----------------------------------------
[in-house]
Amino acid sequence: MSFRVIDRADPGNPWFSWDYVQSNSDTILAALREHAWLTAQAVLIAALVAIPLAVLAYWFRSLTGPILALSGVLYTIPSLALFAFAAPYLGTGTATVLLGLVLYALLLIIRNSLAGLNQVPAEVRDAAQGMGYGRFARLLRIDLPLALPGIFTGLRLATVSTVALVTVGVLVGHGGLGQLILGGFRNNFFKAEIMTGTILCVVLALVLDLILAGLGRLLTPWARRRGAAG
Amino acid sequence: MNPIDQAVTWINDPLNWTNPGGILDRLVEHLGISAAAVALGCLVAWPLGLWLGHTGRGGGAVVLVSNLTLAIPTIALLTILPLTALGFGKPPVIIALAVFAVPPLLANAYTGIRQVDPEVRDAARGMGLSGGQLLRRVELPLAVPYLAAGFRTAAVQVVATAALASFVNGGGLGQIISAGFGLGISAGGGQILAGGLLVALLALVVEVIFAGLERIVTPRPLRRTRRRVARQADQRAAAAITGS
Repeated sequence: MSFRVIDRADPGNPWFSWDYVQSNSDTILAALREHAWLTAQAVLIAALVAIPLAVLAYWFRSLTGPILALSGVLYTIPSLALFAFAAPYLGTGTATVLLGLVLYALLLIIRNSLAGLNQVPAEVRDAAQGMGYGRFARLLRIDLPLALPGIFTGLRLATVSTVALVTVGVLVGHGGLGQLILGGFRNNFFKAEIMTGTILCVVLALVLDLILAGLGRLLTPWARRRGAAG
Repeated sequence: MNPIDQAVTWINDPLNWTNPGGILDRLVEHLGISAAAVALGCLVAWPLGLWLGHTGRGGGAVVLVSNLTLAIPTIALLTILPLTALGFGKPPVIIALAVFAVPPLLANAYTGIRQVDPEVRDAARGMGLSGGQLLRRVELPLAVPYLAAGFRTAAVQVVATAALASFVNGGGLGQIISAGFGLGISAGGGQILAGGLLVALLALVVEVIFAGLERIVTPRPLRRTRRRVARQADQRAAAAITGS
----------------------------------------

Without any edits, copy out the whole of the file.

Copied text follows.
[in-house]
Amino acid sequence: MSFRVIDRADPGNPWFSWDYVQSNSDTILAALREHAWLTAQAVLIAALVAIPLAVLAYWFRSLTGPILALSGVLYTIPSLALFAFAAPYLGTGTATVLLGLVLYALLLIIRNSLAGLNQVPAEVRDAAQGMGYGRFARLLRIDLPLALPGIFTGLRLATVSTVALVTVGVLVGHGGLGQLILGGFRNNFFKAEIMTGTILCVVLALVLDLILAGLGRLLTPWARRRGAAG
Amino acid sequence: MNPIDQAVTWINDPLNWTNPGGILDRLVEHLGISAAAVALGCLVAWPLGLWLGHTGRGGGAVVLVSNLTLAIPTIALLTILPLTALGFGKPPVIIALAVFAVPPLLANAYTGIRQVDPEVRDAARGMGLSGGQLLRRVELPLAVPYLAAGFRTAAVQVVATAALASFVNGGGLGQIISAGFGLGISAGGGQILAGGLLVALLALVVEVIFAGLERIVTPRPLRRTRRRVARQADQRAAAAITGS
Repeated sequence: MSFRVIDRADPGNPWFSWDYVQSNSDTILAALREHAWLTAQAVLIAALVAIPLAVLAYWFRSLTGPILALSGVLYTIPSLALFAFAAPYLGTGTATVLLGLVLYALLLIIRNSLAGLNQVPAEVRDAAQGMGYGRFARLLRIDLPLALPGIFTGLRLATVSTVALVTVGVLVGHGGLGQLILGGFRNNFFKAEIMTGTILCVVLALVLDLILAGLGRLLTPWARRRGAAG
Repeated sequence: MNPIDQAVTWINDPLNWTNPGGILDRLVEHLGISAAAVALGCLVAWPLGLWLGHTGRGGGAVVLVSNLTLAIPTIALLTILPLTALGFGKPPVIIALAVFAVPPLLANAYTGIRQVDPEVRDAARGMGLSGGQLLRRVELPLAVPYLAAGFRTAAVQVVATAALASFVNGGGLGQIISAGFGLGISAGGGQILAGGLLVALLALVVEVIFAGLERIVTPRPLRRTRRRVARQADQRAAAAITGS